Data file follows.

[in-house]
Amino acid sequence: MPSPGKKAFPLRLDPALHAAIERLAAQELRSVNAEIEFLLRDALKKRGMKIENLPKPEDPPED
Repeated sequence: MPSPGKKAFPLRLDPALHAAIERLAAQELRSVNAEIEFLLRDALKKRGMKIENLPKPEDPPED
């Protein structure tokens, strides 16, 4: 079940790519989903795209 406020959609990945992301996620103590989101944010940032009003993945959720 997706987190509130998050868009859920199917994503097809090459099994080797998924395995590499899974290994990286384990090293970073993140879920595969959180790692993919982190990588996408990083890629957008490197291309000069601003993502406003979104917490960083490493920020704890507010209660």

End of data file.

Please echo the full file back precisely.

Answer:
[in-house]
Amino acid sequence: MPSPGKKAFPLRLDPALHAAIERLAAQELRSVNAEIEFLLRDALKKRGMKIENLPKPEDPPED
Repeated sequence: MPSPGKKAFPLRLDPALHAAIERLAAQELRSVNAEIEFLLRDALKKRGMKIENLPKPEDPPED
């Protein structure tokens, strides 16, 4: 079940790519989903795209 406020959609990945992301996620103590989101944010940032009003993945959720 997706987190509130998050868009859920199917994503097809090459099994080797998924395995590499899974290994990286384990090293970073993140879920595969959180790692993919982190990588996408990083890629957008490197291309000069601003993502406003979104917490960083490493920020704890507010209660």